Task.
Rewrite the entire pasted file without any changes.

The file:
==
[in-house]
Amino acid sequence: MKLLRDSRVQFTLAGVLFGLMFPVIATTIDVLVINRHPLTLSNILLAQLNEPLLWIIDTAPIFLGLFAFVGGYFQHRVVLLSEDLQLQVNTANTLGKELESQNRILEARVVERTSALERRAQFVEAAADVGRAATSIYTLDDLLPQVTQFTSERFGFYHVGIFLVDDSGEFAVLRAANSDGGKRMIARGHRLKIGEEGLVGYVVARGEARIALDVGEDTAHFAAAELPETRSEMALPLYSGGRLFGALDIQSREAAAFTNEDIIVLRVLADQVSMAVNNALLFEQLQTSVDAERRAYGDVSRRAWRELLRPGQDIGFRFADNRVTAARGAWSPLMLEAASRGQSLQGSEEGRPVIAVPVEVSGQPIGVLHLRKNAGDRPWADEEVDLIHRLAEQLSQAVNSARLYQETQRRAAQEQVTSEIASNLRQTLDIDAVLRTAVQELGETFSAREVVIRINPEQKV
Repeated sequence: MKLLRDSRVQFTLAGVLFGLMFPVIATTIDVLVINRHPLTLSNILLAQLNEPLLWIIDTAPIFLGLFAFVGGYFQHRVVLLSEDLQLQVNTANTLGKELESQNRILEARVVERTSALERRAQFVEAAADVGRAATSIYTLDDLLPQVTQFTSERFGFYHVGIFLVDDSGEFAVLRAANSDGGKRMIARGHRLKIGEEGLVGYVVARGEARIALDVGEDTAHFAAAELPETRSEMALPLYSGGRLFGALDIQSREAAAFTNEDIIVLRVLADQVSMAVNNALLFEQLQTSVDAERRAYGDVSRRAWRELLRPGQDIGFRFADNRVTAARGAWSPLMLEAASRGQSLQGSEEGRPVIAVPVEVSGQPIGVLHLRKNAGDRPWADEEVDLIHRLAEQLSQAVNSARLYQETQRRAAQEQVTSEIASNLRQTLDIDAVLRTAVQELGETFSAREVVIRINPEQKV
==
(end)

[in-house]
Amino acid sequence: MKLLRDSRVQFTLAGVLFGLMFPVIATTIDVLVINRHPLTLSNILLAQLNEPLLWIIDTAPIFLGLFAFVGGYFQHRVVLLSEDLQLQVNTANTLGKELESQNRILEARVVERTSALERRAQFVEAAADVGRAATSIYTLDDLLPQVTQFTSERFGFYHVGIFLVDDSGEFAVLRAANSDGGKRMIARGHRLKIGEEGLVGYVVARGEARIALDVGEDTAHFAAAELPETRSEMALPLYSGGRLFGALDIQSREAAAFTNEDIIVLRVLADQVSMAVNNALLFEQLQTSVDAERRAYGDVSRRAWRELLRPGQDIGFRFADNRVTAARGAWSPLMLEAASRGQSLQGSEEGRPVIAVPVEVSGQPIGVLHLRKNAGDRPWADEEVDLIHRLAEQLSQAVNSARLYQETQRRAAQEQVTSEIASNLRQTLDIDAVLRTAVQELGETFSAREVVIRINPEQKV
Repeated sequence: MKLLRDSRVQFTLAGVLFGLMFPVIATTIDVLVINRHPLTLSNILLAQLNEPLLWIIDTAPIFLGLFAFVGGYFQHRVVLLSEDLQLQVNTANTLGKELESQNRILEARVVERTSALERRAQFVEAAADVGRAATSIYTLDDLLPQVTQFTSERFGFYHVGIFLVDDSGEFAVLRAANSDGGKRMIARGHRLKIGEEGLVGYVVARGEARIALDVGEDTAHFAAAELPETRSEMALPLYSGGRLFGALDIQSREAAAFTNEDIIVLRVLADQVSMAVNNALLFEQLQTSVDAERRAYGDVSRRAWRELLRPGQDIGFRFADNRVTAARGAWSPLMLEAASRGQSLQGSEEGRPVIAVPVEVSGQPIGVLHLRKNAGDRPWADEEVDLIHRLAEQLSQAVNSARLYQETQRRAAQEQVTSEIASNLRQTLDIDAVLRTAVQELGETFSAREVVIRINPEQKV